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Conversation with Rohanne Nicholson, Learning Mentor at Redwood Primary School

How has your role changed since the school closures?

My role has become more virtual and telephone based, because it’s got to be and that’s really hard not having physical contact with parents or children. It’s especially hard with children because they can’t share their worries in the same way, because you’re very aware of their parents in the background. It’s hard when the children say ‘I miss you’, with physical contact being taken away. We’re ringing the families regularly, making sure everything is ok. Having contact is really important so that you can hear their voice. I have done some home visits, which is really nice, but we still can’t talk to them in detail. The children get excited to see you, even though we’re just standing in the drive, they know that you’re keeping them in mind and they can keep you in mind. I am also dealing with many more emails than I used to!

What measures do you think have been most important in managing the emotional wellbeing of your school during the closures?

The most important has been ringing and keeping in regular contact with parents, being there to speak to the children if they need to say hello. I also attend team around the school meetings virtually, which is really useful. The meetings help me keep in touch with services and they can tell me what’s available and where to go. I have been doing Early Help Assessments and have managed to secure a visit for a family. Services have worked really well together through all this and there are a number of places that I can ring for help, as well as our school SENCO. We have really worked together as a team within school and with outside agencies. I’ve also been able to have a laugh with colleagues in the nest, which has really helped me.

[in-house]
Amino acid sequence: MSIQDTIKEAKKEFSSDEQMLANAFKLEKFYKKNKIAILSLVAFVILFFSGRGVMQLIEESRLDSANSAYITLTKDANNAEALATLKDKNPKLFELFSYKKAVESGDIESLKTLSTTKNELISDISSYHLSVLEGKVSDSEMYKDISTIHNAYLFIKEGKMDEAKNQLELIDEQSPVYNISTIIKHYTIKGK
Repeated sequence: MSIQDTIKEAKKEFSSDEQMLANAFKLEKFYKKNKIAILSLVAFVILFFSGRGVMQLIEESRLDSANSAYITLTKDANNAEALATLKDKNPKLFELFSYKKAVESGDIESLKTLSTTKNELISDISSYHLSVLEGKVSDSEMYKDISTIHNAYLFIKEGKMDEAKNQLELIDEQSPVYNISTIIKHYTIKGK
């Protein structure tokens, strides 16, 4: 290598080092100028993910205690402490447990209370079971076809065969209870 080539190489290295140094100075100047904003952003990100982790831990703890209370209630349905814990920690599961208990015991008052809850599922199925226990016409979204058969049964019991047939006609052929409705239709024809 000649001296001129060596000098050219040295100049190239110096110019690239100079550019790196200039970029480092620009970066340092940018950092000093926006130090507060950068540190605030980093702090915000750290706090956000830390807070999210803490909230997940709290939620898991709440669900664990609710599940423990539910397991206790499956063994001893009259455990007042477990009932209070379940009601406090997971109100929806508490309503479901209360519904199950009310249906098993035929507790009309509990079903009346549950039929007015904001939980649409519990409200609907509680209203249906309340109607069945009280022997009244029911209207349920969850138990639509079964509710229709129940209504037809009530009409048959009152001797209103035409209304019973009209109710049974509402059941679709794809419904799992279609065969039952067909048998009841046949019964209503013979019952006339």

What measures do you think will be most important to maintain/ initiate on return to school?

It’s important to be available one to one for parents to talk to someone. It’s also really important to be nurturing, giving children the chance to talk. You have to think about wellbeing before you think about any type of education. We also have to get to know the children again, because although we’ve maintained some contact by calls and visits, they’ll be in regular contact when they’re back and a lot has changed. We need to focus on reassuring, that their feelings are normal and ok.

What has been most important in managing your own/ your family’s mental health during the lockdown period?

The most important for me has been having people around to work with, someone to talk to either over the phone, or socially distanced at work. Having contact with people can really cheer you up if you’re having a bad day.